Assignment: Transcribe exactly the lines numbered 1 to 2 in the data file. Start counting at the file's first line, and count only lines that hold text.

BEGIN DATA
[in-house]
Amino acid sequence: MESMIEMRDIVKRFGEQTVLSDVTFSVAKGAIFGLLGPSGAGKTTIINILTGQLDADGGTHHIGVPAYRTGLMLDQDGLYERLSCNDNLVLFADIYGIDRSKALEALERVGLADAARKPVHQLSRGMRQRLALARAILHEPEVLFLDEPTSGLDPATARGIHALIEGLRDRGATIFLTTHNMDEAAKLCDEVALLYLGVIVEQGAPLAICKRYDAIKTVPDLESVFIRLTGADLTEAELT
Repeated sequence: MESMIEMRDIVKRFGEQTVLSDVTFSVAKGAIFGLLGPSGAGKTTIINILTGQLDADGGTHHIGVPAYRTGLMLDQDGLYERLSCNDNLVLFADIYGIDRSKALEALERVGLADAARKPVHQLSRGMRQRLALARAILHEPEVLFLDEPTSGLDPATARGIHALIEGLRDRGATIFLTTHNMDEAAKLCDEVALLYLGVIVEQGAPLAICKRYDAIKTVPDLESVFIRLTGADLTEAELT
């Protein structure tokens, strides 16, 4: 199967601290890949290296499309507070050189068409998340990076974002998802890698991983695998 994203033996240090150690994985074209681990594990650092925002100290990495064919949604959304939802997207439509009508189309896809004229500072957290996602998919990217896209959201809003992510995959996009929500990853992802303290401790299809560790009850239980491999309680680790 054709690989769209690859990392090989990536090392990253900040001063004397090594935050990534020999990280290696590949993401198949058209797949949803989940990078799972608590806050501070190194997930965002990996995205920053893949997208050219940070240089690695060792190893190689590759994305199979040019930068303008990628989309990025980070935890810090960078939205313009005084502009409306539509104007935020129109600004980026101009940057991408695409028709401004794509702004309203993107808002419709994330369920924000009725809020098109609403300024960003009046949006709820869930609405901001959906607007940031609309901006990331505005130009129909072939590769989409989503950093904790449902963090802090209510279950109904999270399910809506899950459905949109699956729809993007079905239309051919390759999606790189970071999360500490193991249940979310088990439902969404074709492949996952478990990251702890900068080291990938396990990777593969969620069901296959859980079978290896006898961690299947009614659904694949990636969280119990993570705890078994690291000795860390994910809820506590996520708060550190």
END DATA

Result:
[in-house]
Amino acid sequence: MESMIEMRDIVKRFGEQTVLSDVTFSVAKGAIFGLLGPSGAGKTTIINILTGQLDADGGTHHIGVPAYRTGLMLDQDGLYERLSCNDNLVLFADIYGIDRSKALEALERVGLADAARKPVHQLSRGMRQRLALARAILHEPEVLFLDEPTSGLDPATARGIHALIEGLRDRGATIFLTTHNMDEAAKLCDEVALLYLGVIVEQGAPLAICKRYDAIKTVPDLESVFIRLTGADLTEAELT